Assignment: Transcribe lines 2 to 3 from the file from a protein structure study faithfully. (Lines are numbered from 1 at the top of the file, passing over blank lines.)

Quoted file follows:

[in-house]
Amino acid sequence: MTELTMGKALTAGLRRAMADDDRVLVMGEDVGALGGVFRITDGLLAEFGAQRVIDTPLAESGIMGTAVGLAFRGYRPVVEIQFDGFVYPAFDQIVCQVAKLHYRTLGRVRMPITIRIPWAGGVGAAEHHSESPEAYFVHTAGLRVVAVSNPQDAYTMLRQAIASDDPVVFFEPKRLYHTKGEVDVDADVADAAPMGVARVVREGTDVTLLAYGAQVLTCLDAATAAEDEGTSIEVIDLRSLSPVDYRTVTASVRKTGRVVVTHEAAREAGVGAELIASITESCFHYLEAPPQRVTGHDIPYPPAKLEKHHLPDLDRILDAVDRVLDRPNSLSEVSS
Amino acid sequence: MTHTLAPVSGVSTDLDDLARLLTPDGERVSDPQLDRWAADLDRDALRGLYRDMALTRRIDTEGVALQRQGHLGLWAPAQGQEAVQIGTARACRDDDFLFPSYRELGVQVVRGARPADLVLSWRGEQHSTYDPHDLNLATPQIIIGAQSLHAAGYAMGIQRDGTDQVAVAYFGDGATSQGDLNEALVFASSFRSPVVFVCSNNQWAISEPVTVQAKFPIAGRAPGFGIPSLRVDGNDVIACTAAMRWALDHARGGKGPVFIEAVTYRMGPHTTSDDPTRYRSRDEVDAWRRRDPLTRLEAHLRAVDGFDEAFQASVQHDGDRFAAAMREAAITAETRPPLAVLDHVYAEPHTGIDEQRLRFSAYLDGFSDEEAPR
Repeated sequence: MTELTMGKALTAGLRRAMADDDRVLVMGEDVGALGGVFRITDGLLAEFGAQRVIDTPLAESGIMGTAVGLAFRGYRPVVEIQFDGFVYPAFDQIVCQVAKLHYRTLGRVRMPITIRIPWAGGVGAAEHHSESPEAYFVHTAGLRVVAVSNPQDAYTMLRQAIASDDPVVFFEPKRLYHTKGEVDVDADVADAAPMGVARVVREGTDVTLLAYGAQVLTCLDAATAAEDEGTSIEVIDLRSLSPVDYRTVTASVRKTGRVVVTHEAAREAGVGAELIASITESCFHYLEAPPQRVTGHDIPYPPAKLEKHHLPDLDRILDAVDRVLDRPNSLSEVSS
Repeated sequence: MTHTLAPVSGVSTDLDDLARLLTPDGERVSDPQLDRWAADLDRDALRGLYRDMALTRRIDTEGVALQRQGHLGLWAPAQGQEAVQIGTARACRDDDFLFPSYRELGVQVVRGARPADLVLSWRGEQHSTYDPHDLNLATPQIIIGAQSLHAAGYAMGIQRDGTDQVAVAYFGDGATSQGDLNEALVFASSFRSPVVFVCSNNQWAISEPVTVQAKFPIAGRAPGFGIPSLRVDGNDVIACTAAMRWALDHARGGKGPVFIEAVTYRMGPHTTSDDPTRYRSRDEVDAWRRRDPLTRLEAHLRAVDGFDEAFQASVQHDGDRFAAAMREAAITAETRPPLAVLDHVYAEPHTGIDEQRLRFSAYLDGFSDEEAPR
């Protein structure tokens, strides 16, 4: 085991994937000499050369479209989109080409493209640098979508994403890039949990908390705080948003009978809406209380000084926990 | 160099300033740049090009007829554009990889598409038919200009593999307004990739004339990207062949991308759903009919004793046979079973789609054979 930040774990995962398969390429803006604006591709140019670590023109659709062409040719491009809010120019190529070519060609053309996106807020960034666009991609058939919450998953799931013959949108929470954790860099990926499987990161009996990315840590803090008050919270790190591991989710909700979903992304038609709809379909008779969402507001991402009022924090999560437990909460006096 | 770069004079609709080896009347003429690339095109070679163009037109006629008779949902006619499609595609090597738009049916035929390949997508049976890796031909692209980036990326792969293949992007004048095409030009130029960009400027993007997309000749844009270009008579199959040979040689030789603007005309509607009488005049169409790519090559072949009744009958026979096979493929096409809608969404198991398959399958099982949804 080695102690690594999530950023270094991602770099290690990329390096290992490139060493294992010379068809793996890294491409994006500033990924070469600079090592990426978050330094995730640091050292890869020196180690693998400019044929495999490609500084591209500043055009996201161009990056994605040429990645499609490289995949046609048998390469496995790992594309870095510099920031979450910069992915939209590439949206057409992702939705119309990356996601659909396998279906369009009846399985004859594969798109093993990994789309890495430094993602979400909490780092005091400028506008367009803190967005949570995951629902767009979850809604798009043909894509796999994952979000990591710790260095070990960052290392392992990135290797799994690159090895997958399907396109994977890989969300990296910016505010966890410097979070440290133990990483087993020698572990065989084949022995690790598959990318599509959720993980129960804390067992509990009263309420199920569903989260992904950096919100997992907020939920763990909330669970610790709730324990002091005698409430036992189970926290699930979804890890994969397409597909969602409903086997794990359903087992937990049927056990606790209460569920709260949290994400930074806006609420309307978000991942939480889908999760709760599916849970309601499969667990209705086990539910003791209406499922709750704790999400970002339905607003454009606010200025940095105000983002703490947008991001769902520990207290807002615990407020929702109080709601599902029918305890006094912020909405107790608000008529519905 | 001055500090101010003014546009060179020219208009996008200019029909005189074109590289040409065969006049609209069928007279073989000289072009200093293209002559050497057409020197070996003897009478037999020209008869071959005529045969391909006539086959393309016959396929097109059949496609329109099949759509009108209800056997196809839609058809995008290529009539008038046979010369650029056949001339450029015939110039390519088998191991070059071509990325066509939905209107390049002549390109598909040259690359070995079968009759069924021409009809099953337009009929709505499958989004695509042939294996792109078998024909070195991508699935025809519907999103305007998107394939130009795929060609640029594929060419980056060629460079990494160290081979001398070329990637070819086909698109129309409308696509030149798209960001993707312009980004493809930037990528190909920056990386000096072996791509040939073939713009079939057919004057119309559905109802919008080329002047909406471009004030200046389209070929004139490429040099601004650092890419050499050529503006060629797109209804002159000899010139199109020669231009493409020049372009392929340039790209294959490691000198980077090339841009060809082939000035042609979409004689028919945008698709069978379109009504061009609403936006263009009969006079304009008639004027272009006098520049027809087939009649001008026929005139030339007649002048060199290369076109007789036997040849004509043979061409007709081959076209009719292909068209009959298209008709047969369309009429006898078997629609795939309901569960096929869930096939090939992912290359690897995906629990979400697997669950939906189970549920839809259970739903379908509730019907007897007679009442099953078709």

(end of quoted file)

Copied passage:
Amino acid sequence: MTELTMGKALTAGLRRAMADDDRVLVMGEDVGALGGVFRITDGLLAEFGAQRVIDTPLAESGIMGTAVGLAFRGYRPVVEIQFDGFVYPAFDQIVCQVAKLHYRTLGRVRMPITIRIPWAGGVGAAEHHSESPEAYFVHTAGLRVVAVSNPQDAYTMLRQAIASDDPVVFFEPKRLYHTKGEVDVDADVADAAPMGVARVVREGTDVTLLAYGAQVLTCLDAATAAEDEGTSIEVIDLRSLSPVDYRTVTASVRKTGRVVVTHEAAREAGVGAELIASITESCFHYLEAPPQRVTGHDIPYPPAKLEKHHLPDLDRILDAVDRVLDRPNSLSEVSS
Amino acid sequence: MTHTLAPVSGVSTDLDDLARLLTPDGERVSDPQLDRWAADLDRDALRGLYRDMALTRRIDTEGVALQRQGHLGLWAPAQGQEAVQIGTARACRDDDFLFPSYRELGVQVVRGARPADLVLSWRGEQHSTYDPHDLNLATPQIIIGAQSLHAAGYAMGIQRDGTDQVAVAYFGDGATSQGDLNEALVFASSFRSPVVFVCSNNQWAISEPVTVQAKFPIAGRAPGFGIPSLRVDGNDVIACTAAMRWALDHARGGKGPVFIEAVTYRMGPHTTSDDPTRYRSRDEVDAWRRRDPLTRLEAHLRAVDGFDEAFQASVQHDGDRFAAAMREAAITAETRPPLAVLDHVYAEPHTGIDEQRLRFSAYLDGFSDEEAPR